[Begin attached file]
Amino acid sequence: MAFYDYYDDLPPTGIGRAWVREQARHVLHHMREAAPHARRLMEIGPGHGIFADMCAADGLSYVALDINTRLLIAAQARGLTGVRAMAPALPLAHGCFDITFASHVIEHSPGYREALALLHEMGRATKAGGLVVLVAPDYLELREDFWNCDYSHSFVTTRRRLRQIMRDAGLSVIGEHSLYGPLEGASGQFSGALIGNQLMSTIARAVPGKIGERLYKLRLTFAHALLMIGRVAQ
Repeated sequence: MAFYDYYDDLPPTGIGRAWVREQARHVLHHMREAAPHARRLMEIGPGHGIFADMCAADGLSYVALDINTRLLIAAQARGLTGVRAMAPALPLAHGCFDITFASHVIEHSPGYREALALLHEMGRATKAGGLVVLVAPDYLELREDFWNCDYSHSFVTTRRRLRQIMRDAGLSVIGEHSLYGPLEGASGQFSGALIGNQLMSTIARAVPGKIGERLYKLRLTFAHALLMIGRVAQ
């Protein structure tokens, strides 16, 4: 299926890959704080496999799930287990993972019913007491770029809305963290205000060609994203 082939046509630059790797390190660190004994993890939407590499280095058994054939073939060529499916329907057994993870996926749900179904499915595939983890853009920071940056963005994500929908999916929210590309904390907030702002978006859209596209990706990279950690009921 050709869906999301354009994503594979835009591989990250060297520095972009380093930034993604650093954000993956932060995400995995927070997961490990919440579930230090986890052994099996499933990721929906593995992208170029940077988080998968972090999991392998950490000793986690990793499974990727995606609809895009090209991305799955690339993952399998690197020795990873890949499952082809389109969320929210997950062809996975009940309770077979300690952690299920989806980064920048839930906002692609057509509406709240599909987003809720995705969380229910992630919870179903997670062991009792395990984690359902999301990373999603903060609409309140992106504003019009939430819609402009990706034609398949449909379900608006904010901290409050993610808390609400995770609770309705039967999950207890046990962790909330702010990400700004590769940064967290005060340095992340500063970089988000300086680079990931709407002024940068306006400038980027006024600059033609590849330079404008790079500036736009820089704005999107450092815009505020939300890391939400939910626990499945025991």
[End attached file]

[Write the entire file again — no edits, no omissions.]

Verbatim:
Amino acid sequence: MAFYDYYDDLPPTGIGRAWVREQARHVLHHMREAAPHARRLMEIGPGHGIFADMCAADGLSYVALDINTRLLIAAQARGLTGVRAMAPALPLAHGCFDITFASHVIEHSPGYREALALLHEMGRATKAGGLVVLVAPDYLELREDFWNCDYSHSFVTTRRRLRQIMRDAGLSVIGEHSLYGPLEGASGQFSGALIGNQLMSTIARAVPGKIGERLYKLRLTFAHALLMIGRVAQ
Repeated sequence: MAFYDYYDDLPPTGIGRAWVREQARHVLHHMREAAPHARRLMEIGPGHGIFADMCAADGLSYVALDINTRLLIAAQARGLTGVRAMAPALPLAHGCFDITFASHVIEHSPGYREALALLHEMGRATKAGGLVVLVAPDYLELREDFWNCDYSHSFVTTRRRLRQIMRDAGLSVIGEHSLYGPLEGASGQFSGALIGNQLMSTIARAVPGKIGERLYKLRLTFAHALLMIGRVAQ
């Protein structure tokens, strides 16, 4: 299926890959704080496999799930287990993972019913007491770029809305963290205000060609994203 082939046509630059790797390190660190004994993890939407590499280095058994054939073939060529499916329907057994993870996926749900179904499915595939983890853009920071940056963005994500929908999916929210590309904390907030702002978006859209596209990706990279950690009921 050709869906999301354009994503594979835009591989990250060297520095972009380093930034993604650093954000993956932060995400995995927070997961490990919440579930230090986890052994099996499933990721929906593995992208170029940077988080998968972090999991392998950490000793986690990793499974990727995606609809895009090209991305799955690339993952399998690197020795990873890949499952082809389109969320929210997950062809996975009940309770077979300690952690299920989806980064920048839930906002692609057509509406709240599909987003809720995705969380229910992630919870179903997670062991009792395990984690359902999301990373999603903060609409309140992106504003019009939430819609402009990706034609398949449909379900608006904010901290409050993610808390609400995770609770309705039967999950207890046990962790909330702010990400700004590769940064967290005060340095992340500063970089988000300086680079990931709407002024940068306006400038980027006024600059033609590849330079404008790079500036736009820089704005999107450092815009505020939300890391939400939910626990499945025991």